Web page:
Sunday, October 9, 2022

Dr. Li Wenliang's "Self-Criticism" Letter

Translator's Note: This document was downloaded from the New York Times website: "Dr. Li’s Apology Letter," October 5, 2022, https://www.nytimes.com/interactive/2022/10/05/world/asia/li-wenliang-letter.html, which was published alongside the article "How a Chinese Doctor Who Warned of Covid-19 Spent His Final Days," October 6, 2022,  https://www.nytimes.com/2022/10/06/world/asia/covid-china-doctor-li-wenliang.html. According to that article: "[Li Wenliang's] employer, Wuhan Central Hospital where he worked as an eye doctor, had made him write a letter of apology, the content of which was obtained by The Times." In addition to being required to write this self-criticism, PRC police issued a formal reprimand to Dr. Li, and a translation of that reprimand can be found on p. 621 of "State Prosecutions of Speech in the People's Republic of China," https://ssrn.com/abstract=4168412. For additional background on how Dr. Li was silenced and information about the Wuhan outbreak was censored, see "COVID-19 Series: People Silenced and Punished by the Chinese Government," http://blog.feichangdao.com/2021/02/covid-19-wuhan-doctors-lawyers-academics-journalists-silenced.html.

Reflection and Self-Criticism on Spreading False Information Regarding the Current "Pneumonia of Unknown Origin in Wuhan" Incident  

On 2019.12.30, I self-righteously forwarded false information regarding "7 cases of SARS confirmed in the South China Seafood Market" to a social group of university classmates under circumstances where there was inaccurate sourcing of the information. Later this was spread by screenshots of unknown classmates, causing panic among the public. This led to a negative impact on the investigation, diagnosis, and treatment by the Health Commission and related departments. I have deeply reflected on this, and recognize that, as a Party member, I lacked appropriate political sensitivity, did not have enough understanding of the current laws regarding information dissemination with the development of the Internet, lacked an understanding of diseases that were not within my area of expertise, and lacked the ability to be discerning about information. In this regard, I have reviewed the Party Constitution, Party Regulations and the spirit of a series of speeches, looked for gaps, examined myself, and made an in-depth reflection and self-criticism.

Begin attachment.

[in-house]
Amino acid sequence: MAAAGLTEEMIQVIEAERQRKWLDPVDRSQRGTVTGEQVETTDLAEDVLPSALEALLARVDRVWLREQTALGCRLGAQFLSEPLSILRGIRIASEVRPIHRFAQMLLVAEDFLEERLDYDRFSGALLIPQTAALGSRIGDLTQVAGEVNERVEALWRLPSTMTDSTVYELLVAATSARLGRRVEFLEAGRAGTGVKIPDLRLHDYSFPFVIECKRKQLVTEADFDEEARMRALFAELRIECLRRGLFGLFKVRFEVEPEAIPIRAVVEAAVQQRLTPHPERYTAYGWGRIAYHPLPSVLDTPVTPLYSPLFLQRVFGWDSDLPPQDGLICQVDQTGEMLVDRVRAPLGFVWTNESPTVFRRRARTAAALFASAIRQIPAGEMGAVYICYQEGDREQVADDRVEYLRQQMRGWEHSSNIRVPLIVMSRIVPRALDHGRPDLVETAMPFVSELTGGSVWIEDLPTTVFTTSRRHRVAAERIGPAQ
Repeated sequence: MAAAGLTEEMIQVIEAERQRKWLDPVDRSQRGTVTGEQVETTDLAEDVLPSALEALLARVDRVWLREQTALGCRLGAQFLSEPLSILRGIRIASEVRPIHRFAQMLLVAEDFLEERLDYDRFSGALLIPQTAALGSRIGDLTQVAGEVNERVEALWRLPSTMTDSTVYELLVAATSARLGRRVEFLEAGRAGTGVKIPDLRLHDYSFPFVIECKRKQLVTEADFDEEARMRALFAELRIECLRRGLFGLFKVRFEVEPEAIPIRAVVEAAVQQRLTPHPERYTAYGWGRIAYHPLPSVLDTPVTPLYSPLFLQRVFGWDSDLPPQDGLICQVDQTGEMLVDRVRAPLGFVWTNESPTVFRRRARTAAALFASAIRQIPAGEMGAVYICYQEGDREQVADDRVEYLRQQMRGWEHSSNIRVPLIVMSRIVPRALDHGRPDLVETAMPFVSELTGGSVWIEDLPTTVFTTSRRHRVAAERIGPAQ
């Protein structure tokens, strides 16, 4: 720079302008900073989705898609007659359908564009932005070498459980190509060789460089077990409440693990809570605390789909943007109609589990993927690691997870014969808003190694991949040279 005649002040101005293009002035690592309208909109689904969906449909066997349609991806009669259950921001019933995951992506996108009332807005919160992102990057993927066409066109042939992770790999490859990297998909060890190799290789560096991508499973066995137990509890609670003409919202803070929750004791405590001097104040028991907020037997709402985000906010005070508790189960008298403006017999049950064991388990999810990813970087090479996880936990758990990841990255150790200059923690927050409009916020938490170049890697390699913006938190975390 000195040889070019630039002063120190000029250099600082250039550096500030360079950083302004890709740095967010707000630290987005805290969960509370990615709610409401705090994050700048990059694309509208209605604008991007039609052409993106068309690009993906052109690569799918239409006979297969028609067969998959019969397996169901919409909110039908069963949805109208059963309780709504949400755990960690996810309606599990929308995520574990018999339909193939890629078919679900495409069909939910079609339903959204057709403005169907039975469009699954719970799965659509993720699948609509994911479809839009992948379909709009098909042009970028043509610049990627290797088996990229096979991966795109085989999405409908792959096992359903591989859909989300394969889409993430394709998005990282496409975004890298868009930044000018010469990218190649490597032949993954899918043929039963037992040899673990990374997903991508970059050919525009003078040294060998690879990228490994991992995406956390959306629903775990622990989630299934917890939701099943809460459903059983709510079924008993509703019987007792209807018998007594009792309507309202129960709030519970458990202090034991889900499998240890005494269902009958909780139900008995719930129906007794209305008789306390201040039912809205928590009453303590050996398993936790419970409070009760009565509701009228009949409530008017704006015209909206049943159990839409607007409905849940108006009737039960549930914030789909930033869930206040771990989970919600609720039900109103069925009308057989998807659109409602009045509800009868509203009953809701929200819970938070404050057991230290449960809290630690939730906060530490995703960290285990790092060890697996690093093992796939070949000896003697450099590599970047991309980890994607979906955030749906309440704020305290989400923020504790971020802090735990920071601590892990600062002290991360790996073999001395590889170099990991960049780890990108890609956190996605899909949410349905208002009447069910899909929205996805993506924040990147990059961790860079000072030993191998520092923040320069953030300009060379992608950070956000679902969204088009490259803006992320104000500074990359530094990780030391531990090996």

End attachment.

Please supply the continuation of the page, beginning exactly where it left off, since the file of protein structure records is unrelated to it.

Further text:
1. Lack of Appropriate Political Sensitivity. My studies of the Party Constitution and Party regulations were not systematic and comprehensive, and I cannot fully utilize the relevant theories until I put them into practice. Chapter 1, Article 3 of the Party Constitution clearly stipulates that Party members must "consciously abide by the Party's discipline, first and foremost the Party's political discipline and political rules, model compliance with the laws and regulations of the State, strictly guard the secrets of the Party and the State, implement the Party's decisions, obey the Party's rules, comply with organization and assignments, and actively fulfill Party duties." I failed to identify and verify relevant information in a timely manner, easily believed external information, and published it among classmates, failing to recognize the possibility of information leakage and its serious consequences in a timely manner. SARS is extremely sensitive. The epidemic in 2003 caused an enormous threat to the lives and health of the general public, and caused serious losses to the national economy. The State has long regulated the release of information about public health emergencies. The relevant information must be “timely and accurately released by the health administrative departments of all provinces, autonomous regions, and municipalities directly under the Central Government regarding any outbreak or spread of infectious diseases, and other public health emergencies in their respective administrative areas." As an individual, I had no right to release relevant information, let alone false information. I should be consistent with the Party Central Committee in my thoughts and actions.